On November 1, 2013, the Simons Foundation hosted the sixth annual New York Computer Science and Economics (NYCE) day. The meeting brought together some 240 New York researchers in fields ranging from computer science to marketing and business.
The meeting’s goal was to promote a deeper understanding of, and to analyze the economics of, Internet activity. The event included four lectures and seven short talks.
Twenty posters created by attendees outlined research topics at the intersection of computer science and economics, their Internet-related applications and other interdisciplinary topics — from game theory to algorithmic understanding of the theory of evolution.
“We started NYCE six years ago with the purpose of making it a primary venue for interactions between computer scientists and economists from industrial and academic research communities in the New York area,” says Vahab Mirrokni, one of the meeting’s organizers. “NYCE 2013 went quite well. We got very positive feedback about all the talks after the conference.”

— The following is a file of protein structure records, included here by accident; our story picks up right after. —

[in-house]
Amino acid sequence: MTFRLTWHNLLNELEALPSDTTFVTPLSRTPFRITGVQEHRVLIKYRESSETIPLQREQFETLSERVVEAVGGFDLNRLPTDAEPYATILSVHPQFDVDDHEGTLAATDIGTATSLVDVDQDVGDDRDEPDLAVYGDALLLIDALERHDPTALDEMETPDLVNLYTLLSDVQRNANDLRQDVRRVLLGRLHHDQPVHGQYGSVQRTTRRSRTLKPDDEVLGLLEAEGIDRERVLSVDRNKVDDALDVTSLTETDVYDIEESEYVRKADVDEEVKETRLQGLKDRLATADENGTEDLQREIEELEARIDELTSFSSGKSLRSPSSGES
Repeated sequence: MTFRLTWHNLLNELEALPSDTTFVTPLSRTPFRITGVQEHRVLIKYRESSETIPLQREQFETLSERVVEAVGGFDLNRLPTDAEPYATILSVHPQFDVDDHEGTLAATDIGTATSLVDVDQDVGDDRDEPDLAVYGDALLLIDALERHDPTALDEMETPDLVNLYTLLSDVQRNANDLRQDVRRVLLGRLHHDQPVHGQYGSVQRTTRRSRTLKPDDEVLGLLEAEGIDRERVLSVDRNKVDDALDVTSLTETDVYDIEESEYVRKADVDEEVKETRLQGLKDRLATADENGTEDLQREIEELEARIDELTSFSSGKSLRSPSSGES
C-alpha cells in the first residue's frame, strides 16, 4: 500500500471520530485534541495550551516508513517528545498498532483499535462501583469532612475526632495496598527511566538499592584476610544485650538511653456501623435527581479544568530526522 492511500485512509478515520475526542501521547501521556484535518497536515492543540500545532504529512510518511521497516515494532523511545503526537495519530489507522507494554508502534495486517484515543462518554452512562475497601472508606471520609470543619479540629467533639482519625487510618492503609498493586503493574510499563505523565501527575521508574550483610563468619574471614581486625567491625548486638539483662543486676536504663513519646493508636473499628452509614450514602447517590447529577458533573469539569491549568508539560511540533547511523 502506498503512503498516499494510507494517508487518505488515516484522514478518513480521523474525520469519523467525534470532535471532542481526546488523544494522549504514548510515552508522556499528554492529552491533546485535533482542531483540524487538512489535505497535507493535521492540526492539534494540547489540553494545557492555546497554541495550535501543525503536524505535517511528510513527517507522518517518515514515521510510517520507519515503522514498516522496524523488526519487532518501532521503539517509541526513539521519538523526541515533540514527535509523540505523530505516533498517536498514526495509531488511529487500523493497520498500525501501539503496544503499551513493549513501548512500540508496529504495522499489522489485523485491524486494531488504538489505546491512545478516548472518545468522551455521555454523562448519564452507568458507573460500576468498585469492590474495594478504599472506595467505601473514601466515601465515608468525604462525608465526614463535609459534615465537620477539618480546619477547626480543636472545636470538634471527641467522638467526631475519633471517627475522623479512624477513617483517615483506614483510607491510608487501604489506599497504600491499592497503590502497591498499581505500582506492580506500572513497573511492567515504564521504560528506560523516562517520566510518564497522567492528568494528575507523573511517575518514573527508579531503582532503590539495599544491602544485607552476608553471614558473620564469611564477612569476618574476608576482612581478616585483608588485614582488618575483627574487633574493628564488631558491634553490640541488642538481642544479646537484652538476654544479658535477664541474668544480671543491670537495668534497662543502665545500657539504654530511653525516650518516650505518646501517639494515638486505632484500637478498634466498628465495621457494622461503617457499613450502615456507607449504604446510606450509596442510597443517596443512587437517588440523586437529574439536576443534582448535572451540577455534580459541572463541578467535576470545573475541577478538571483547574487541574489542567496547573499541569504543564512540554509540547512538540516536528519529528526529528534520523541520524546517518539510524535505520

The success of the first six NYCE meetings has garnered attention from sponsors — notably Google and Microsoft — and the computer science community. “Given its success so far, the plan is to continue these events every year,” says Mirrokni. “In the next couple of years, we hope to grow NYCE even further and attract more economists to the event.”
NYCE 2012 and 2013 have been held at the Simons Foundation, and the organizers, along with the Mathematics and Physical Sciences division of the foundation, hope to continue that tradition in the coming years.